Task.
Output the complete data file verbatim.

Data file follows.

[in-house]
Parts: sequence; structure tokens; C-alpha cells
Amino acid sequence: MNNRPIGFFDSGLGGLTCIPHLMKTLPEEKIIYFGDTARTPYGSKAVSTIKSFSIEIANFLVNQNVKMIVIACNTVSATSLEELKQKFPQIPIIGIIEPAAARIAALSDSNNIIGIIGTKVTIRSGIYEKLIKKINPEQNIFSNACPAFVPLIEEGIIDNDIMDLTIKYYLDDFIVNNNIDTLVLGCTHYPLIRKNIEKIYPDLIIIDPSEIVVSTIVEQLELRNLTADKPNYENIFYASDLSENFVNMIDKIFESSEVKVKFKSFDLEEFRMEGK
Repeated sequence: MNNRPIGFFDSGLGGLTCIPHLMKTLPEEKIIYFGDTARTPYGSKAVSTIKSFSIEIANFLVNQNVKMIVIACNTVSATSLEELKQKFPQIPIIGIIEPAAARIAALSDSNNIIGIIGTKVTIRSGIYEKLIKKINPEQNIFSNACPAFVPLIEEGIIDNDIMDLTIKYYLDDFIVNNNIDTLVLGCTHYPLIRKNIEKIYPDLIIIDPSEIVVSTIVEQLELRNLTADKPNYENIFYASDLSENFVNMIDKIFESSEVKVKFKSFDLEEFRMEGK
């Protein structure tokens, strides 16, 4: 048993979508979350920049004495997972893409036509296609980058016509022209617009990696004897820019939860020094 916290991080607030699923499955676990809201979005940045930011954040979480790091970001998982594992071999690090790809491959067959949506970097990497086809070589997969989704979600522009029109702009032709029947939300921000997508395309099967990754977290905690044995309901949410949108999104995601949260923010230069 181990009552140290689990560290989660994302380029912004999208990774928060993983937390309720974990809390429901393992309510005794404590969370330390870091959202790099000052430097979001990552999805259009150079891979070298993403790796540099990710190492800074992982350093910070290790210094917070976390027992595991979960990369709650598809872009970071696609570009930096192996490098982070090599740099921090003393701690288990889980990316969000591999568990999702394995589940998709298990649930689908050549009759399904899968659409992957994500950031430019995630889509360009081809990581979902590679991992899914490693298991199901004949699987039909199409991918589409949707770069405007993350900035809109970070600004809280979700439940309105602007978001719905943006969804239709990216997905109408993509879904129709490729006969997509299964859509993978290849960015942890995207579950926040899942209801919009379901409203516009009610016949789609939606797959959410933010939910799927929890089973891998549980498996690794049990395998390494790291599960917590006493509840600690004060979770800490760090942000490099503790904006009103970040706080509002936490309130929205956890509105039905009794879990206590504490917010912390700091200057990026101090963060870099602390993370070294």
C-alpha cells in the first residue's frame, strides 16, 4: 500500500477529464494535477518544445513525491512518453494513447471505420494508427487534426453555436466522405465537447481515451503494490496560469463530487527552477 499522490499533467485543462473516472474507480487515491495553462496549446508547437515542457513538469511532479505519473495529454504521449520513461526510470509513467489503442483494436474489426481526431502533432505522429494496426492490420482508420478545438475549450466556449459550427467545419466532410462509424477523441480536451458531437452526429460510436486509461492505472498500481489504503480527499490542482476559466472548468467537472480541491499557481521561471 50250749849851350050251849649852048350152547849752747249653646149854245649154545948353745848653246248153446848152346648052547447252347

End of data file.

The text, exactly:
[in-house]
Parts: sequence; structure tokens; C-alpha cells
Amino acid sequence: MNNRPIGFFDSGLGGLTCIPHLMKTLPEEKIIYFGDTARTPYGSKAVSTIKSFSIEIANFLVNQNVKMIVIACNTVSATSLEELKQKFPQIPIIGIIEPAAARIAALSDSNNIIGIIGTKVTIRSGIYEKLIKKINPEQNIFSNACPAFVPLIEEGIIDNDIMDLTIKYYLDDFIVNNNIDTLVLGCTHYPLIRKNIEKIYPDLIIIDPSEIVVSTIVEQLELRNLTADKPNYENIFYASDLSENFVNMIDKIFESSEVKVKFKSFDLEEFRMEGK
Repeated sequence: MNNRPIGFFDSGLGGLTCIPHLMKTLPEEKIIYFGDTARTPYGSKAVSTIKSFSIEIANFLVNQNVKMIVIACNTVSATSLEELKQKFPQIPIIGIIEPAAARIAALSDSNNIIGIIGTKVTIRSGIYEKLIKKINPEQNIFSNACPAFVPLIEEGIIDNDIMDLTIKYYLDDFIVNNNIDTLVLGCTHYPLIRKNIEKIYPDLIIIDPSEIVVSTIVEQLELRNLTADKPNYENIFYASDLSENFVNMIDKIFESSEVKVKFKSFDLEEFRMEGK
């Protein structure tokens, strides 16, 4: 048993979508979350920049004495997972893409036509296609980058016509022209617009990696004897820019939860020094 916290991080607030699923499955676990809201979005940045930011954040979480790091970001998982594992071999690090790809491959067959949506970097990497086809070589997969989704979600522009029109702009032709029947939300921000997508395309099967990754977290905690044995309901949410949108999104995601949260923010230069 181990009552140290689990560290989660994302380029912004999208990774928060993983937390309720974990809390429901393992309510005794404590969370330390870091959202790099000052430097979001990552999805259009150079891979070298993403790796540099990710190492800074992982350093910070290790210094917070976390027992595991979960990369709650598809872009970071696609570009930096192996490098982070090599740099921090003393701690288990889980990316969000591999568990999702394995589940998709298990649930689908050549009759399904899968659409992957994500950031430019995630889509360009081809990581979902590679991992899914490693298991199901004949699987039909199409991918589409949707770069405007993350900035809109970070600004809280979700439940309105602007978001719905943006969804239709990216997905109408993509879904129709490729006969997509299964859509993978290849960015942890995207579950926040899942209801919009379901409203516009009610016949789609939606797959959410933010939910799927929890089973891998549980498996690794049990395998390494790291599960917590006493509840600690004060979770800490760090942000490099503790904006009103970040706080509002936490309130929205956890509105039905009794879990206590504490917010912390700091200057990026101090963060870099602390993370070294």
C-alpha cells in the first residue's frame, strides 16, 4: 500500500477529464494535477518544445513525491512518453494513447471505420494508427487534426453555436466522405465537447481515451503494490496560469463530487527552477 499522490499533467485543462473516472474507480487515491495553462496549446508547437515542457513538469511532479505519473495529454504521449520513461526510470509513467489503442483494436474489426481526431502533432505522429494496426492490420482508420478545438475549450466556449459550427467545419466532410462509424477523441480536451458531437452526429460510436486509461492505472498500481489504503480527499490542482476559466472548468467537472480541491499557481521561471 50250749849851350050251849649852048350152547849752747249653646149854245649154545948353745848653246248153446848152346648052547447252347